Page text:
In anticipation of Valentine’s Day, I’d like to write a love letter to women. As an actress, I have the good fortune of a being able to play a complex, strong and flawed woman. As a writer, scripting narratives is my act of resistance, my way of bringing that unheard African female voice front and center and allowing it to manifest its astounding value. I have always had a passion for women and girls, a hope to see them function on the same playing field as men and have the same opportunities and appropriate protections. I want to be more than an actress and storyteller but an advocate for women, not only in underdeveloped countries but all over the world.
I was born on February 14th, 1978. My father named me Danai, in commemoration of my birth on the day of love and romance; Danai, in my parent’s native tongue, Shona, means to be in love or to love one another. I always embraced this day of teddy bears and excessive red roses as my day. But I have finally figured out a more purposeful meaning of Valentine’s day. This year, and every year to come, I am seeking to reclaim Valentine’s Day, to make it about loving our girls.
There are too many women and girls out there, caught in fundamental injustices with deep inner wounds. This Valentine’s Day, 62 million girls will still be denied the right to get an education, 14 million girls per year will continue to be married off as child brides without a choice, in Northern Nigeria, our girls will still not be brought back and more girls will continue to be abducted and sold in a sex slave market and gang raped in Syria. Girls and young women even in the wealthiest countries in the world will continue to struggle to step into their own authentic confidence. They still won’t have a seat at many tables of decision making and will remain so hyper-sexualized by the media they will turn into people pleasers and become beauty obsessive, neglecting the development of their true abilities, character and power. How is this still the world we inhabit?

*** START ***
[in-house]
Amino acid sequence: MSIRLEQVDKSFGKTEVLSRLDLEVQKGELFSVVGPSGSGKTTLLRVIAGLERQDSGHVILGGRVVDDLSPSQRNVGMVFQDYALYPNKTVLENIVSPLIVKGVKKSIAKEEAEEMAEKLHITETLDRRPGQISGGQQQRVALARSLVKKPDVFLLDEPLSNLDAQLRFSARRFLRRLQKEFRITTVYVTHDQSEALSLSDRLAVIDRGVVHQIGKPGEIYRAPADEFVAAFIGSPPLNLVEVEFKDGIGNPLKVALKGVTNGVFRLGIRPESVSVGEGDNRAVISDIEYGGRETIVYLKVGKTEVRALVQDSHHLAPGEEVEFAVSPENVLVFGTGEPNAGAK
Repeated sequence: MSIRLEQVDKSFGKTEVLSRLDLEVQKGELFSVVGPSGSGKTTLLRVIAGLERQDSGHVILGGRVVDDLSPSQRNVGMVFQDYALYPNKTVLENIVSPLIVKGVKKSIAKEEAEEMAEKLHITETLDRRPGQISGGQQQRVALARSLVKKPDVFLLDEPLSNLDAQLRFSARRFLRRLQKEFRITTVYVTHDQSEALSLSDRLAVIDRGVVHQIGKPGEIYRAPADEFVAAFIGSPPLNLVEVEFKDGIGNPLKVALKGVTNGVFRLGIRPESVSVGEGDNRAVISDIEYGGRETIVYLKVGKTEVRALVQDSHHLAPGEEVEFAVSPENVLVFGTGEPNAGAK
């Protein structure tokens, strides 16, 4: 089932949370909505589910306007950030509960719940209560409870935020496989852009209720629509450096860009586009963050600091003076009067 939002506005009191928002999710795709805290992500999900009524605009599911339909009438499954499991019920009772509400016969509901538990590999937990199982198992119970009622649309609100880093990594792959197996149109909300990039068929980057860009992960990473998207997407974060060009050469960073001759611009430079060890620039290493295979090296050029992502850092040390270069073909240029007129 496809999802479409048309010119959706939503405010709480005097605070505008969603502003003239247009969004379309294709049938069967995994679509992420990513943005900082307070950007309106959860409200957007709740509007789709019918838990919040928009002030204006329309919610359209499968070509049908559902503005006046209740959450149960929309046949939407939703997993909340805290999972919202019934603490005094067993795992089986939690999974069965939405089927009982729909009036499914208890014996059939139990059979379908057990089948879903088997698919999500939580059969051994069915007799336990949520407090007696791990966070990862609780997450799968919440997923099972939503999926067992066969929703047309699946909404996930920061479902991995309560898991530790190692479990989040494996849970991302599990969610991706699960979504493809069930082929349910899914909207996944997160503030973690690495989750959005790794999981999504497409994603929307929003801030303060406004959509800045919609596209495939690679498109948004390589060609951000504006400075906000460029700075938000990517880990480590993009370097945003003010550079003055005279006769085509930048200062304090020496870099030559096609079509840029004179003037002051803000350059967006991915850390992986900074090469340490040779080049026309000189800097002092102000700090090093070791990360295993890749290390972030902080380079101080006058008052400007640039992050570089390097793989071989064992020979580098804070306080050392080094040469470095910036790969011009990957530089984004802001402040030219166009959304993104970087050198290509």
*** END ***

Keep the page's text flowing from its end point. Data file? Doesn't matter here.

Let’s bring about change with love. I want to reclaim Valentine’s Day as a day when we seek to validate our girls and women globally and lessen the gender gap inch by inch. It has to start with love – love being a verb, not a noun. Join me in making women and girls your Valentine, in making the world a better place for just one woman or girl on the globe. Every month, on the 14th, pledge with me to bring awareness to your network of the struggles, experiences or challenges of a girl or woman across the world.
Let’s do this. Let’s love our girls.
Check out the Love Our Girls website for more information